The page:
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Jacqueline Monahan's Movie Reviews

Cowboys & Aliens

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  4_Chicks_Small Jacqueline Monahan

Jacqueline  Monahan

Las Vegas Round The Clock
Jacqueline Monahan is an educator for the GEAR UP program at UNLV.
She is also an entertainment reporter for
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Cowboys & Aliens

Two improbable genres meet and marry in this tale of the Old West; its unsophisticated inhabitants cope with strange lights, flying machines, and abductions (mechanical projectiles lasso town folk on a regular basis).  Oh, and there are explosions, too.

The year is 1873 and the town is Absolution, Arizona, a tiny outpost in the New Mexico Territory.  Everyone’s lost someone to the hostile flying things.  Wives, sons, grandfathers have all disappeared into the sky like human tether balls, snagged by cords attached to metal, spider-like machines that race through the air.

In a pre-electricity era, the absurdity of flight to people whose only modes of transportation were horses, trains and pedestrian power must have been utterly incomprehensible.  But, I’m getting ahead of myself here.

The first sight to fill up the screen is an expanse of arid wilderness and a bewildered stranger.  We don’t know who Jake Lonergan (Daniel Craig) is any more than he does when he wakes up baking in the desert sun, shoeless, injured, and wearing a mighty fancy metal bracelet.  His memory is gone but not his badass attitude.

His first encounter with other men doesn’t go so well, and we learn that Jake is a tough customer who doesn’t like to play nice in the sandbox (it is a desert, after all).  When he enters the town of Absolution, events get even more mysterious.

John Taggart (Keith Carradine) is the town’s sheriff; Meacham (Clancy Brown) is its preacher.  Doc (Sam Rockwell) is actually a saloon keeper and Percy (Paul Dano) is an obnoxious, entitled troublemaker whose father, Colonel Woodrow Dolarhyde, (Harrison Ford) is a wealthy rancher responsible for the town’s very existence.  Rich and mean-spirited, neither of the Dolarhydes would win a popularity contest.

Absolution also features the improbable personage of Ella Swenson (Olivia Wilde) who wears a large gun belt over her dainty flowered gown, you know, the kind with the bustle in back. She wears her hair down in the scorching heat.  This IS science fiction.

Lonergan butts heads with just about everyone he meets before a common enemy emerges in the form of the airborne invaders.  Several people are “roped” off of their feet and into the sky, including Percy, Sheriff Taggart, and Doc’s wife Maria (Ana de la Reguera).  Lonergan’s fancy bracelet lights up and becomes a powerful weapon against the aliens.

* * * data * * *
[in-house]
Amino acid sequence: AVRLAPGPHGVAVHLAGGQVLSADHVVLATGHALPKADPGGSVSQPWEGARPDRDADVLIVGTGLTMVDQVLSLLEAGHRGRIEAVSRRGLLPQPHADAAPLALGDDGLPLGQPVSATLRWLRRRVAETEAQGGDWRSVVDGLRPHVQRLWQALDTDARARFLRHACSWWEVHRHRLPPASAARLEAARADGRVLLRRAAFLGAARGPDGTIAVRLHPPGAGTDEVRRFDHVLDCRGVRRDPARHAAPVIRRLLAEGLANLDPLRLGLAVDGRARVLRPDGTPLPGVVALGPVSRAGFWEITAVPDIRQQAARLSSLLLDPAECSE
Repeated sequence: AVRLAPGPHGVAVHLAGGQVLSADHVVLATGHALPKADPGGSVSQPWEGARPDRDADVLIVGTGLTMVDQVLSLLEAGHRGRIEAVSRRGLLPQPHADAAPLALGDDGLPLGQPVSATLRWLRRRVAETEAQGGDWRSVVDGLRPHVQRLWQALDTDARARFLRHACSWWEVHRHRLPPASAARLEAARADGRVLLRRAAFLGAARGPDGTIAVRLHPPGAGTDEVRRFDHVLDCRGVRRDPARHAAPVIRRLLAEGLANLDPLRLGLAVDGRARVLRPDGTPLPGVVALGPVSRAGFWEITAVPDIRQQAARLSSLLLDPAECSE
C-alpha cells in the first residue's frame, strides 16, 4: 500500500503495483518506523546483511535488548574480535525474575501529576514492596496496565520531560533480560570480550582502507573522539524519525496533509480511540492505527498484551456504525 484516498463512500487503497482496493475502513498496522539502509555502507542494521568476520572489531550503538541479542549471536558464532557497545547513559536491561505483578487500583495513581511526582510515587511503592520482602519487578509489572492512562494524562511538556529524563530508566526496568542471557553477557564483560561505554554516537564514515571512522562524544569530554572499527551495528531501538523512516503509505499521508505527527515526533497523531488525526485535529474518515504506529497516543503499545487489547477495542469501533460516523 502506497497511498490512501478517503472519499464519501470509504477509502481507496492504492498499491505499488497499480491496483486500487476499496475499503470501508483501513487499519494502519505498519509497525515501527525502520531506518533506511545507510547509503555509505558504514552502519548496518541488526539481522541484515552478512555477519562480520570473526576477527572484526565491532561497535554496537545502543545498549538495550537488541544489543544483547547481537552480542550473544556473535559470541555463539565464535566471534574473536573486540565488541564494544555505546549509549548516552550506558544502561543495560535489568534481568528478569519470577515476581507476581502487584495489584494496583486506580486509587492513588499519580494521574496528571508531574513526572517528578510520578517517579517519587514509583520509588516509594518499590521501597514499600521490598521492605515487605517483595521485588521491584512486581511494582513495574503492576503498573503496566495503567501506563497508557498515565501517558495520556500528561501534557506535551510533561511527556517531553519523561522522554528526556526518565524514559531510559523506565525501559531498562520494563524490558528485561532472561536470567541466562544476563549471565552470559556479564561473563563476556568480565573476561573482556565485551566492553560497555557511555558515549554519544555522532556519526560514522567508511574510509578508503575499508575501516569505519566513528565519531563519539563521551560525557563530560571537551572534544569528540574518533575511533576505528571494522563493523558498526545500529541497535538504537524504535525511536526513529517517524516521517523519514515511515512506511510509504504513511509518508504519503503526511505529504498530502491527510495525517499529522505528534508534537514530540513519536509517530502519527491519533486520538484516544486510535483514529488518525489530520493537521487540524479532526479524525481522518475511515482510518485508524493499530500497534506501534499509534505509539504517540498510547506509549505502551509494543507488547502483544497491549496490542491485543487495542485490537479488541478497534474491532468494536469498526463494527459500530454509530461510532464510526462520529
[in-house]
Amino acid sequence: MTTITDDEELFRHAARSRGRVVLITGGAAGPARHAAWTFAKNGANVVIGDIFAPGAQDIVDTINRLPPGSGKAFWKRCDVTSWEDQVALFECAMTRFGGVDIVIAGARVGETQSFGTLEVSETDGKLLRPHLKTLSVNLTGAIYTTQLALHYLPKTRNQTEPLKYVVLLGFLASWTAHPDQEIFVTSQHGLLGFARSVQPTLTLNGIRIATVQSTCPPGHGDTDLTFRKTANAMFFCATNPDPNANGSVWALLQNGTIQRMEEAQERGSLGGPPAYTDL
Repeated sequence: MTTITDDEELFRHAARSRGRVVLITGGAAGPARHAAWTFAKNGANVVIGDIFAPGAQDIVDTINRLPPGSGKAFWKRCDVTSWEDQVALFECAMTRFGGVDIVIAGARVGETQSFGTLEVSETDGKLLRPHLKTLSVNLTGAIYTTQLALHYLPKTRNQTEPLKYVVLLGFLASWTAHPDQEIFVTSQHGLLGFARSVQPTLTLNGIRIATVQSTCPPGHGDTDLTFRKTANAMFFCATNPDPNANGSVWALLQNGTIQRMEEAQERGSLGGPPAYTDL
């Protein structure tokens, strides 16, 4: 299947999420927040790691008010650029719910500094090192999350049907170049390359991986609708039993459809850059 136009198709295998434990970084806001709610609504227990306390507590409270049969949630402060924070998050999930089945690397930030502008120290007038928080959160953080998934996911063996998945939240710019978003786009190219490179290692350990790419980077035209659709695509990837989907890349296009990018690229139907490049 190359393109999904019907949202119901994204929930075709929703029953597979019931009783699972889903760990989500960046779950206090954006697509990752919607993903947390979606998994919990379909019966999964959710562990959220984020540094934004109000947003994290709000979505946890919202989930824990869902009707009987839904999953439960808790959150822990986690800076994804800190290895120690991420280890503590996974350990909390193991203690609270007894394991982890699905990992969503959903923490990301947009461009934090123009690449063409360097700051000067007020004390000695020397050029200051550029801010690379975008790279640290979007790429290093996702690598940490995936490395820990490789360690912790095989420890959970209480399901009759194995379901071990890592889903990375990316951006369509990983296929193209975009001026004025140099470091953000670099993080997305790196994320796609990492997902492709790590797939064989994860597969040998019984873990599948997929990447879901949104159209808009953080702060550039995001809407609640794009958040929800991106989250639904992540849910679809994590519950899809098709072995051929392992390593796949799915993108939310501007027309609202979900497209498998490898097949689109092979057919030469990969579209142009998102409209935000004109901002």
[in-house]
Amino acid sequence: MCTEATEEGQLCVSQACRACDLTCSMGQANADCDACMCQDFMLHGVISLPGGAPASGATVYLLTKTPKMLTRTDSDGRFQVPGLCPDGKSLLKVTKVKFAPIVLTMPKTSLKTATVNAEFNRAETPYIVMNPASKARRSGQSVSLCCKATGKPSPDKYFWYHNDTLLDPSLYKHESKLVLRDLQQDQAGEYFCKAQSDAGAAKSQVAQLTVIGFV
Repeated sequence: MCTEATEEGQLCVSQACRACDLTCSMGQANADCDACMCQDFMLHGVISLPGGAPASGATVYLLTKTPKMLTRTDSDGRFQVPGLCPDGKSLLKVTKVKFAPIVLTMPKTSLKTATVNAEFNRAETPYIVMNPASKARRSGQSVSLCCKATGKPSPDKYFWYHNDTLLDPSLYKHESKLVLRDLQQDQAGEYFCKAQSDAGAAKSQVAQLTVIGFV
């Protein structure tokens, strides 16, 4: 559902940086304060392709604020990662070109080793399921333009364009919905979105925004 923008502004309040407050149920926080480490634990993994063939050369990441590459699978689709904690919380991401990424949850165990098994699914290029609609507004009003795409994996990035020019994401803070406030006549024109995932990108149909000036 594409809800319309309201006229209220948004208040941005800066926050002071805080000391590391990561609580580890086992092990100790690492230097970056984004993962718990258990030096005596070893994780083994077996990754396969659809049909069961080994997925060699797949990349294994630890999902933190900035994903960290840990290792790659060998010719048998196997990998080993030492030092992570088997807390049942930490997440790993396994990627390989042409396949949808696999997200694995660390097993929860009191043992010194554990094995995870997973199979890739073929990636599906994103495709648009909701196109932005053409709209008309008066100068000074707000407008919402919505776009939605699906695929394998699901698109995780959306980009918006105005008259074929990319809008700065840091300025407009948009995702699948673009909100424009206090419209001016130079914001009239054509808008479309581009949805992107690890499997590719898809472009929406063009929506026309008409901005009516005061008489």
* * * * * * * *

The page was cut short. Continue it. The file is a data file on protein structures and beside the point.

A posse quickly forms that includes the senior Dolarhyde, Doc, Ella, Meacham,  the sheriff’s young grandson Emmett (Noah Ringer) and a number of men from the town.  The group’s numbers rise and fall, plagued by deserters and deaths, but bolstered by help from an Apache tribe and a band of outlaws.  That common enemy thing again; it makes for strange bedfellows as they say,

Our earthbound heroes, led by Lonergan, discover the aliens’ mastership and are filled in to their culture from the mysterious Ella, who harbors a secret.  The aliens themselves are big, slimy pinheads, more brawn than brain, it seems, although their mechanical headquarters is cleverly modeled to resemble a rock formation (among other rock formations, you understand, or the whole ruse wouldn’t work).

The rest of the film is a battle for superiority, rescue, and redemption.  Epiphanies pop up all over the place, and not everyone makes it out alive.  Watch it for entertainment value and you won’t be disappointed.  Start asking questions and the buzz quickly evaporates.

Daniel Craig shows less emotion here than the aliens he’s fighting, but enough menace to make him a formidable one-man weapon.  Harrison Ford plays against type - at first – starting out ugly but through good acts winds up real “purty” like his previous heroes.  Olivia Wilde’s character is anachronistic, raising more questions than she answers, but necessary to provide explanation and insight (albeit spotty ones) to the testosterone-driven men.

Sam Rockwell as the cowardly-turned-courageous Doc is one of the most sympathetic characters and Noah Ringer gives the kids someone to relate to.

Directed by Jon Favreau (Iron Man) and written by no less than a half dozen screenwriters, Cowboys & Aliens has great visuals and takes itself so seriously that it’s less fun than it could have been.  You’ll get cowboys, you’ll get aliens.  At least you can’t always predict where it will take you.  That and the great cast garner C&A one more chick, for effort, in place of excellence.

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